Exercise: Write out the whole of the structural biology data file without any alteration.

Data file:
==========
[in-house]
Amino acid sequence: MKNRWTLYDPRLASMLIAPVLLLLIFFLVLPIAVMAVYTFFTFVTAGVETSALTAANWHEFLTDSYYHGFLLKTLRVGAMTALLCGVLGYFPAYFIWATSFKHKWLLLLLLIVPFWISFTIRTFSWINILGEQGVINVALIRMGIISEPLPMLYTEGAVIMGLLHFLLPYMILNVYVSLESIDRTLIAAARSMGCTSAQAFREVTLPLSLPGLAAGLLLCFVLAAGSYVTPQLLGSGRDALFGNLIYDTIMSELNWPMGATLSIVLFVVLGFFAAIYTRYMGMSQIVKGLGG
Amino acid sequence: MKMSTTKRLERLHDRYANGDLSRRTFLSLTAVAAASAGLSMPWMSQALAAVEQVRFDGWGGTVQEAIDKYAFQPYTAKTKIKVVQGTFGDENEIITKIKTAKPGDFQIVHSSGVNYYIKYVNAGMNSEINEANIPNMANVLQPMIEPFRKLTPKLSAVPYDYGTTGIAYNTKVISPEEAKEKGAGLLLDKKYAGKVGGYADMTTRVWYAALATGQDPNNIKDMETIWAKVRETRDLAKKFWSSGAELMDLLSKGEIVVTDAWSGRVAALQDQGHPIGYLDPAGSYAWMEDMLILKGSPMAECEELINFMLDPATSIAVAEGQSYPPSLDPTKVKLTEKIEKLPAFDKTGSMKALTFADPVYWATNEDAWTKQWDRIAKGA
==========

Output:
[in-house]
Amino acid sequence: MKNRWTLYDPRLASMLIAPVLLLLIFFLVLPIAVMAVYTFFTFVTAGVETSALTAANWHEFLTDSYYHGFLLKTLRVGAMTALLCGVLGYFPAYFIWATSFKHKWLLLLLLIVPFWISFTIRTFSWINILGEQGVINVALIRMGIISEPLPMLYTEGAVIMGLLHFLLPYMILNVYVSLESIDRTLIAAARSMGCTSAQAFREVTLPLSLPGLAAGLLLCFVLAAGSYVTPQLLGSGRDALFGNLIYDTIMSELNWPMGATLSIVLFVVLGFFAAIYTRYMGMSQIVKGLGG
Amino acid sequence: MKMSTTKRLERLHDRYANGDLSRRTFLSLTAVAAASAGLSMPWMSQALAAVEQVRFDGWGGTVQEAIDKYAFQPYTAKTKIKVVQGTFGDENEIITKIKTAKPGDFQIVHSSGVNYYIKYVNAGMNSEINEANIPNMANVLQPMIEPFRKLTPKLSAVPYDYGTTGIAYNTKVISPEEAKEKGAGLLLDKKYAGKVGGYADMTTRVWYAALATGQDPNNIKDMETIWAKVRETRDLAKKFWSSGAELMDLLSKGEIVVTDAWSGRVAALQDQGHPIGYLDPAGSYAWMEDMLILKGSPMAECEELINFMLDPATSIAVAEGQSYPPSLDPTKVKLTEKIEKLPAFDKTGSMKALTFADPVYWATNEDAWTKQWDRIAKGA